Technology is taking control of our lives. We can all see the impact of it on our daily routines, from the constant presence of our smartphones to lunchtime conversations with colleagues that may well include topics like cybersecurity or cryptocurrency. Like most lawyers, I regularly think about how technology is impacting the future of law firms.
Recently I spoke with a friend who owns a small law firm based in Minneapolis and I was stunned about how big of a role technology plays in his business. To start, his office is nearly 100% paperless with almost every piece of information being stored on a cloud server. To better fit his outdoor lifestyle and interests, he uses online meeting rooms to conduct a lot of his business interactions, which in turn saves money on office space. Perhaps this could be one example of what more law firms will look like in the near future.
But are law firms currently investing in technology?
We conducted a survey in 2015, which was cited in 2016 Report on the State of the Legal Market, where data collected from 34 Peer Monitor firms on specific operational changes confirmed that many of these firms were investing in technology in order to become more efficient and profitable. That mentality and transition appears to have continued over the last couple years.
While overhead expenses for all segments have increased an average of 2.1% on a rolling 12-month basis through this quarter, technology showed as one of the fastest growing expense categories, increasing by 3.9% over that time.
A focus on technology to increase efficiency and improve productivity can certainly be a positive thing. However, I worry whether this shift could lead to a dependence on technology that could jeopardize the value of human interaction.
John Westcott, in his book “Fundamentals of Law Firm Management,” states that “using technology can greatly enhance the efficiency of preparing documents, conducting factual and legal research, and communicating. However, it could actually be a barrier to interacting with people and gaining the experience base with human behavior which is fundamental to effective legal practice. The human touch that we as lawyers bring to every interaction will never be replaced by a computer.” Building relationships is easier through in-person interactions, which are not necessarily enabled through technology solutions.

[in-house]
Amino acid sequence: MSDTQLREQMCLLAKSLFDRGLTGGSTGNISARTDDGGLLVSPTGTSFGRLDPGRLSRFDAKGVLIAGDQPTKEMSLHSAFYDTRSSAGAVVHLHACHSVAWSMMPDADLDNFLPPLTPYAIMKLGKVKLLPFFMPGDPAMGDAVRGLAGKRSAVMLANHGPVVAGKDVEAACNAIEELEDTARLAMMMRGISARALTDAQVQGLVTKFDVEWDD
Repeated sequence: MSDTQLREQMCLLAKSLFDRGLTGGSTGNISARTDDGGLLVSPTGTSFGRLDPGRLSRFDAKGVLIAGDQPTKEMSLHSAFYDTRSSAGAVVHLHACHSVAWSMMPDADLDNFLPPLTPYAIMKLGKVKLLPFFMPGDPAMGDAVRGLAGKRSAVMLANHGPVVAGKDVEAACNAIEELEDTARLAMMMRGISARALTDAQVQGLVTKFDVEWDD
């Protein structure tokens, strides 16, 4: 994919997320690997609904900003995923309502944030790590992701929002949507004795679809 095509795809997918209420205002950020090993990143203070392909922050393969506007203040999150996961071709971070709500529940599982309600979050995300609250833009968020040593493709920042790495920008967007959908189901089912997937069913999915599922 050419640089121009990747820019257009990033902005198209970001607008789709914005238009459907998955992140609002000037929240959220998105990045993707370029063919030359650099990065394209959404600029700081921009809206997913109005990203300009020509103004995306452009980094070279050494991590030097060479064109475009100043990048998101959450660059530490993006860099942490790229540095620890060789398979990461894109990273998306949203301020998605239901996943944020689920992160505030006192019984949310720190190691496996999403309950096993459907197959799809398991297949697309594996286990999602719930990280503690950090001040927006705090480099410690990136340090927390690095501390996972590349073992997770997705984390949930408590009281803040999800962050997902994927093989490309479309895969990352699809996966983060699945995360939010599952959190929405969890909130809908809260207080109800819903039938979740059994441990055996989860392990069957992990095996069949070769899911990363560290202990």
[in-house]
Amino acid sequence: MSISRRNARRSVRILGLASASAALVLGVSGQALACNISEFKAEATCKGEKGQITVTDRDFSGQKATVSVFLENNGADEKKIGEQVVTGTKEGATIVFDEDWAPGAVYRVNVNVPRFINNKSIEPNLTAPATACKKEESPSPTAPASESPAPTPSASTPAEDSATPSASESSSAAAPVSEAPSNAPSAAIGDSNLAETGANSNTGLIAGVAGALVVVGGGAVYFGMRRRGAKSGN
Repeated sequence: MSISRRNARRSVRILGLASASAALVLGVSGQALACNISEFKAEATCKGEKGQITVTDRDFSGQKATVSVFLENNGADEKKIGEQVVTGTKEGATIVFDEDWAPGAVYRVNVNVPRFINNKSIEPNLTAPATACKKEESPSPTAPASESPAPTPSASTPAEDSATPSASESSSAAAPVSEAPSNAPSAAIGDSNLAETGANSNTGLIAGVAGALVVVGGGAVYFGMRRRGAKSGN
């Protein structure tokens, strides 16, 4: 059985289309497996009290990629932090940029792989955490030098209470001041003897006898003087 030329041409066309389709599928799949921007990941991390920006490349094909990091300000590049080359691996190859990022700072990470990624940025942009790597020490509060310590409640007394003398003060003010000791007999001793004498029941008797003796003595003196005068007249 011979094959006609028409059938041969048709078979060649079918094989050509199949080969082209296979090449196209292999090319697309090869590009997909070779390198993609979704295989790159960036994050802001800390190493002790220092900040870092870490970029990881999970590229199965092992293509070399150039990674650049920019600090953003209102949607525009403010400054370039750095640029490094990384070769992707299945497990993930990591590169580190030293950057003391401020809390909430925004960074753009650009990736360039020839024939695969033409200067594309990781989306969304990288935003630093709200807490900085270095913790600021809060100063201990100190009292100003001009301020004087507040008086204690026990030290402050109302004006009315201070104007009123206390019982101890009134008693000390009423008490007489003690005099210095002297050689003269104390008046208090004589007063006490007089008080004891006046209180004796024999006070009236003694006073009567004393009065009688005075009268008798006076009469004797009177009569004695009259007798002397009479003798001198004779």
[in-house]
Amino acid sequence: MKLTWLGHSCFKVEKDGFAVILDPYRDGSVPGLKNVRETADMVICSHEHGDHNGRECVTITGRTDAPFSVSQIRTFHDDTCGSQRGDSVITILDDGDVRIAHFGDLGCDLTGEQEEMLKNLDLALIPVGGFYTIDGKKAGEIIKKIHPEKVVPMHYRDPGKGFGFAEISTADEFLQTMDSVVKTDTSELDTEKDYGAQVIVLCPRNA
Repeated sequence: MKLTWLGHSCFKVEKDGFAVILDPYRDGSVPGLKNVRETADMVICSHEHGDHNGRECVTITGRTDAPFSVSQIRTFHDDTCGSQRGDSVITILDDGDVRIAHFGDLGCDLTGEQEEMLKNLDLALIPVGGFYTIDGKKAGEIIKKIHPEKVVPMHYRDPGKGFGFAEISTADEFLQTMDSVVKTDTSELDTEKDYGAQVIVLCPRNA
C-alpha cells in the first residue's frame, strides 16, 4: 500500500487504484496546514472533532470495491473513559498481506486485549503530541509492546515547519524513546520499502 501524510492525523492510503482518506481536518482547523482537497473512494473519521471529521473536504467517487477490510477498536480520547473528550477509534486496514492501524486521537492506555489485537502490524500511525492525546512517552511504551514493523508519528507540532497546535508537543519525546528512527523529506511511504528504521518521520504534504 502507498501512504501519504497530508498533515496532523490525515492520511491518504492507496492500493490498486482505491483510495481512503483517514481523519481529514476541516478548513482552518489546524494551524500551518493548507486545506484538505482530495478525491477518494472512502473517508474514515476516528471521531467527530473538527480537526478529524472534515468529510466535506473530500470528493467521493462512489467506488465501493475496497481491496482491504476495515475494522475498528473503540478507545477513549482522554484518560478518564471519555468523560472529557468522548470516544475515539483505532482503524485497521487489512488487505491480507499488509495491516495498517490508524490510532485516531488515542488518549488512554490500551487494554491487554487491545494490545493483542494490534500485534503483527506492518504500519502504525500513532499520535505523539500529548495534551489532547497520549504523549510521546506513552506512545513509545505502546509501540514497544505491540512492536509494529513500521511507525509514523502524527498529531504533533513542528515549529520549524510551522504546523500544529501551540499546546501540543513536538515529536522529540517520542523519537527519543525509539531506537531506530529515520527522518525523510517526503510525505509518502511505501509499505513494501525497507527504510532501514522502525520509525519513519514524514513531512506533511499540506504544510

In addition, Professor Heidi Gardner at Harvard Law has researched increasing collaboration in law firms and found that “when firms get collaboration right – that is, when they do complex work for clients that spans practices and offices within the firm – they earn higher margins, inspire greater client loyalty, gain access to more lucrative clients, and attract more cutting-edge work. Sharing work actually boosts the practices of individual partners, too – even rainmakers.”
While technology will keep playing a big role in our lives and help law firms to be more productive, law firms should not forget to invest in developing strategies to foster the human interaction within the firm. Technology, when strategically deployed, can help lawyers to maximize potential productivity, while also creating an environment that fosters collaboration.
The article was originally published in the Peer Monitor Client Report; July 2017 (Vol. 3; Issue #6).